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Yaz Lawsuit Deceptive Advertising Lawyer

Mar 5, 2009 | Parker Waichman LLP

Keywords:  Yaz Lawsuit Deceptive Advertising Lawyer

The lawyers / attorneys at our firm are investigating potential claims involving the misleading advertising for the birth control pill Yaz, made by Bayer Corp.  In 2008, the Food & Drug Administration (FDA) issued Bayer Corp. a warning letter regarding false claims made in two Yaz television commercials.  These false claims involved the ability of Yaz to treat premenstrual syndrome (PMS) and all types of acne.  

The company subsequently stopped running the ads, and later embarked on an advertising campaign that corrected the deceptive claims made in those commercials.

If you or someone you know used the Yaz birth control pill because of claims made in these misleading television commercials, you have valuable legal rights. Please contact one of our Yaz deceptive advertising lawyers as soon as possible to discuss your claim.

Yaz Deceptive Advertising
Yaz is the best-selling oral contraception pill in the U.S.,  with sales last year of about $616 million.  Yaz is a combination birth control pill that contains estrogen and progestin.  Yaz is considered a low-dose pill, in that it contains .035 milligrams or less of estrogen.

Yaz received FDA approval as an oral contraceptive in March 2006, and as a treatment for the emotional and physical symptoms of premenstrual dysphoric disorder (PMDD) in October, 2006.   Finally, in January 2007, Yaz was approved to treat moderate acne in women who desire an oral contraceptive for birth control.

PMDD is a condition associated with severe emotional and physical problems that are linked closely to the menstrual cycle. Symptoms occur regularly in the second half of the cycle and end when menstruation begins or shortly thereafter. Women with PMDD find that it has a very disruptive effect on their lives.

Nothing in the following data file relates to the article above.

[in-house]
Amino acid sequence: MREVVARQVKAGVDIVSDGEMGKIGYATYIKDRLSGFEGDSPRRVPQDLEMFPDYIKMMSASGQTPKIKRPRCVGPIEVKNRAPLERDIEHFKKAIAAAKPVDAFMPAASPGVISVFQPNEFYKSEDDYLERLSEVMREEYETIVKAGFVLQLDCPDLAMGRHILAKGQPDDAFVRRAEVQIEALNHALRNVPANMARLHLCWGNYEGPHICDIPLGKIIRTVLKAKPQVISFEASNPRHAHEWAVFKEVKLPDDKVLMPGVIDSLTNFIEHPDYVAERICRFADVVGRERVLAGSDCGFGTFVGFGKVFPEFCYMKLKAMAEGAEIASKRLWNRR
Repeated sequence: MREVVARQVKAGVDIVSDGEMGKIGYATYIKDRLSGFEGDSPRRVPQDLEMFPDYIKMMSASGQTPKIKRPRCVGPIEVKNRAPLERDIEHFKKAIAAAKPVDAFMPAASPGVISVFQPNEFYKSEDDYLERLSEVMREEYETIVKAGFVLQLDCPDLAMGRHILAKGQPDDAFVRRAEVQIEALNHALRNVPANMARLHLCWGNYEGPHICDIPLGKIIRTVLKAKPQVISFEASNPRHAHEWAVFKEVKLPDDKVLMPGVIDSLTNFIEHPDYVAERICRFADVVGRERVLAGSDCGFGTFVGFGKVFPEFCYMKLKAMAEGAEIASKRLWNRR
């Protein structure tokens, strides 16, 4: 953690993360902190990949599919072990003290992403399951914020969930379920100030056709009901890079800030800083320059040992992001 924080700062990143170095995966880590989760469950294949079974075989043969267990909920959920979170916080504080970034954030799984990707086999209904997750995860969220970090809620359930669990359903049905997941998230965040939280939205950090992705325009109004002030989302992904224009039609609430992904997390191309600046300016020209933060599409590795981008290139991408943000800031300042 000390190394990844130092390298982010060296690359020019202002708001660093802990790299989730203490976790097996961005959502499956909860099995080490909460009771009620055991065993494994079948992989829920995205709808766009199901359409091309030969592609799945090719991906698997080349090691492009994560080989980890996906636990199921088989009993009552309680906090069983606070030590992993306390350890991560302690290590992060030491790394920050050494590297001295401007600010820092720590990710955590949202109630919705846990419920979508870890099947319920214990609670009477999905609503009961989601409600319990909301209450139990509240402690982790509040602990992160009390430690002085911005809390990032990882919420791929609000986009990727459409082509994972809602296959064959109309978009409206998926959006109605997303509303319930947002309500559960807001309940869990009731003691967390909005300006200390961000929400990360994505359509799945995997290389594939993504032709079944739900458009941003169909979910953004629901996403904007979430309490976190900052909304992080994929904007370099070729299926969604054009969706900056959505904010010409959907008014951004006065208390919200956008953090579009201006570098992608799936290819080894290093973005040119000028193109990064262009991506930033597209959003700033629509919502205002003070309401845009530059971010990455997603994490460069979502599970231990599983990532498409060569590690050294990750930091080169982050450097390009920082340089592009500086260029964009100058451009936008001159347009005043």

PMDD is not the same as PMS.  While the symptoms of PMDD are similar to those of PMS, they are severe enough to interfere with work, social activities and relationships.  

To market Yaz, Bayer Corp. regularly ran two television commercials.  In one commercial,  women were heard and seen singing “We’re not gonna take it” and kicking, punching and pushing balloons with words such as “irritability,” “moodiness” and “bloating.”  Those symptoms are commonly associated with PMS.

The second Yaz TV spot featured the  song “Good Bye to You”.  Women were seen releasing balloons labeled with the same PMS-like symptoms. The commercial suggested women were saying "goodbye" to their symptoms and were now symptom-free because of Yaz.

FDA Yaz Warning Letter
In October 2008, the FDA cited the two Yaz commercials for deceptive claims.  The FDA said claims made in the ads left the impression that Yaz was a treatment for PMS, when in fact it is only meant as a treatment for PMDD.    In its letter, the FDA said there is no evidence that Yaz eliminates the PMS symptoms described by the ads.

The FDA also said that both ads left the impression  that Yaz  is approved as a treatment for acne of all severities when this is not the case.  Yaz is only approved to treat moderate acne.

Finally, The FDA criticized that the ads for containing fast-moving images and background music that might be distracting to viewers.  These elements were aired while information about potential Yaz side effects - including potentially life-threatening blood clots - was described.

Bayer quickly agreed to stop running the offending Yaz ads.  As a part of an agreement with the FDA and attorneys general in 27 states, Bayer began running a new ad campaign in February 2009 to correct information conveyed by the deceptive Yaz commercials.  The settlement also requires that Bayer submit all Yaz ads for federal screening before they appear.

The $20 million corrective ad campaign includes a TV spot that features a spokeswoman telling viewers "You may have seen some Yaz commercials recently that were not clear. The FDA wants us to correct a few points in those ads.”   The campaign also includes new print ads running in national magazines.  While the print Yaz ads provided detailed information about the drug, they do not indicate they are meant to correct earlier television ads.

While the FDA has required drug makers to pull deceptive advertising before, it is highly unusual to require companies to run corrective spots, such as the one introduced by Bayer for Yaz.  Clearly, the agency believed that popularity of the Yaz brand and the misleading ads had demanded this extraordinary remedy.

Yaz Deceptive Advertising Lawsuit
If you or someone you know used Yaz because of deceptive claims about PMS and acne made in ads for this drug, you have valuable legal rights.  Please fill out our online form, or call  1-800-YOURLAWYER (1-800-968-7529) to discuss your case with one of our Yaz deceptive advertising lawyers.

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